Over the past couple of months, I've watched the first 13 seasons of South Park (although not always in order), and the most recent season was as shocking and thoughtful as ever. It can still make me laugh like no other cartoon on television, and sometimes manages to make a half dozen good points in a single episode. While the most recently released episode suggested that things are moving on, more South Park is always welcome...
Gonna have myself a time
Originally posted February 25, 2010
The Simpsons may have lost its sheen a long time ago, but it’s surprising how sharp South Park can still be.
That’s a little unfair on Homer’s crew. While general consensus has the Simpsons going downhill ever since the name Armin Tamzarian was first heard, I still do my best to never miss a new episode. It’s still occasionally biting and still funny enough for a few laughs, and has never been anything less than completely entertaining.
The Simpsons might not be living up to the incredibly high standards it set for itself, but a new Simpsons – or even a repeat episode that hasn’t been done to death – is still stronger than the vast number of comedies out there.
When South Park came along in the late nineties, it was written off as Simpsons’ louder, stupider and crasser cousin. There had been no end of cartoon comedies trying to cash in on the enormous success generated by the Simpsons in that decade, and most of the first wave had already fallen away. (Who even remembers Duckman and The Critic?)
So when South Park came out and featured a massive radar antenna spontaneously generating itself out of an eight-year-old’s butt, it was definitely funny, but there were few signs the joke would last.
More than a decade later, and for this viewer, there is still no funnier cartoon showing on television. While its arguable that for sheer popularity, South Park is nowhere near the levels it saw in its first few years of existence, it’s still a remarkably relevant piece of entertainment that manages to still be predictably shocking as often as it is surprisingly thoughtful.
On the shocking front, one of the delights of watching a new episode of South Park is the idea that no matter how extreme it has been in the past, it can still be genuinely shocking. It could get away with things like seeing Ben Affleck get a handjob from a young boy, although suffered some blowback when it managed to annoy the entire Catholic Church with the notorious bleeding Virgin Mary episode.
Each viewer will have their own limits of acceptability, but that first Christmas Critters episode where they launched into a blood orgy ten minutes into the show might have been the worst thing I’d ever seen on television up to that point. But since then, the South Park crew have pushed the boundaries of good taste even further, with the sight of George Lucas and Steven Spielberg literally raping Indiana Jones in a variety of disturbing movie pastiches something I still can’t clear out of my head.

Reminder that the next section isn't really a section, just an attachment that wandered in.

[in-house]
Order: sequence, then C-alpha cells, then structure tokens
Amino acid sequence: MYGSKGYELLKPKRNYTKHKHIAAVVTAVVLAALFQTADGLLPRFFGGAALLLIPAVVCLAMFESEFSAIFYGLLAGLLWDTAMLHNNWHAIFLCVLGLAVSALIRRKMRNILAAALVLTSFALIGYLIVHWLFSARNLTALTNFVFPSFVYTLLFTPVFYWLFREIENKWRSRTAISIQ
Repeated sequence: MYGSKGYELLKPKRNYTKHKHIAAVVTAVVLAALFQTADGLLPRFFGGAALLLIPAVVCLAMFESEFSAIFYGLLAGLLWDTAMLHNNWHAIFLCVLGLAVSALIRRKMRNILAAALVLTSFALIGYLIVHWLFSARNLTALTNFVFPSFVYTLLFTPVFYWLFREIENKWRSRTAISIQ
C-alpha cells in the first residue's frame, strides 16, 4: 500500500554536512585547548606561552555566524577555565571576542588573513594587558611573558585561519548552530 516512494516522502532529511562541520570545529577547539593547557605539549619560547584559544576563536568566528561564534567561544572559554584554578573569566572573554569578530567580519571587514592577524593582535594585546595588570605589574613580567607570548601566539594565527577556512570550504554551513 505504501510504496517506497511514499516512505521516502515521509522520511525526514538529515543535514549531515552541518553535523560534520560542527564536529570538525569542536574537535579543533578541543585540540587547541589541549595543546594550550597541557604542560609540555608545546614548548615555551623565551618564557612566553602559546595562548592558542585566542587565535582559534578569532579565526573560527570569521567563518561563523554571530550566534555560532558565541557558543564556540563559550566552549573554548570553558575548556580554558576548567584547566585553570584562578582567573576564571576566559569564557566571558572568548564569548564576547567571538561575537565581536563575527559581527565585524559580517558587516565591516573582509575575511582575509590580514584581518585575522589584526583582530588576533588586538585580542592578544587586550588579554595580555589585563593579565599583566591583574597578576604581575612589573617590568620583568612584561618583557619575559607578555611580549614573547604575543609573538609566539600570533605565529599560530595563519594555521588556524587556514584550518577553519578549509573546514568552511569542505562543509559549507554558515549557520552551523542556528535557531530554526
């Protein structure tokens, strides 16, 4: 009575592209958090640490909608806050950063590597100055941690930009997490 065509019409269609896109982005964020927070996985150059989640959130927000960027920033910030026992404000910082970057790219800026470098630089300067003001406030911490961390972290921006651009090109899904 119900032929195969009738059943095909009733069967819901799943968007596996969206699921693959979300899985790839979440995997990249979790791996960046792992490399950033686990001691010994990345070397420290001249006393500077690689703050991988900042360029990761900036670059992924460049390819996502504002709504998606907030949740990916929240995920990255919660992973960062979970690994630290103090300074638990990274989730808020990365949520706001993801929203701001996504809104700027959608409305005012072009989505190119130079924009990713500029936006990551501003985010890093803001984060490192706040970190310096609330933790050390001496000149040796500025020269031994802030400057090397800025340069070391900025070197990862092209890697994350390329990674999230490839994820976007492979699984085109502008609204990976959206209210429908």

This means South Park is consistently raising the ire of the easily offended, but questioning matters of taste and offence is something the show does better than anybody else.
But it’s not just the ability to whip out some genuine shock value that keeps the show fresh – it’s also marvellously topical and amazingly clever. The short lead time before each episode sees events in the real world parodied within days and watching any new episode month after it first aired can already make it seem out of date.
Its skewering of idiotic values and creeds is where the programme does its best, and the one thing that keeps me coming back every time is how cleverly this hatred of stupidity is presented. The clever aspect can often be the way it presents the piss-take and you might think you’re watching a show that’s making fun of one particular brand of stupidity, only to suddenly realise it’s really making fun of James Cameron’s Dances With Smurfs.
Take a recent episode that started out as a parody of the events seen in the genuinely horrible documentary The Cove, as hordes of angry Japanese descend on water parks and slaughter every whale and dolphin in sight
For an episode that got much of its laughs out of this mindless slaughter, that particular show worked on several levels at once. It wasn’t just the cultural differences between East and West (best exemplified in a killer last line), it also made fun of perennially stupid reality shows, green activists more interested in their public profile than any actual accomplishments and the idiocy of generational blame for atrocities.
For a show to be that clever and insightful after so many episodes – after so many years - is a remarkable feat helped by the fact that Trey Parker, Matt Stone and the rest of the South Park crew are genuinely funny people. They have crafted so many killer lines and situations, while always pushing on for more.
Still, the damn show is going to get me killed one day. I’m sure of it. Thanks to that recent episode making fun of bikers, I can’t help muttering “brumbrumbrum” under my breath every time a noisy motorcyclist goes past. This won’t end well.
But it will be totally worth it.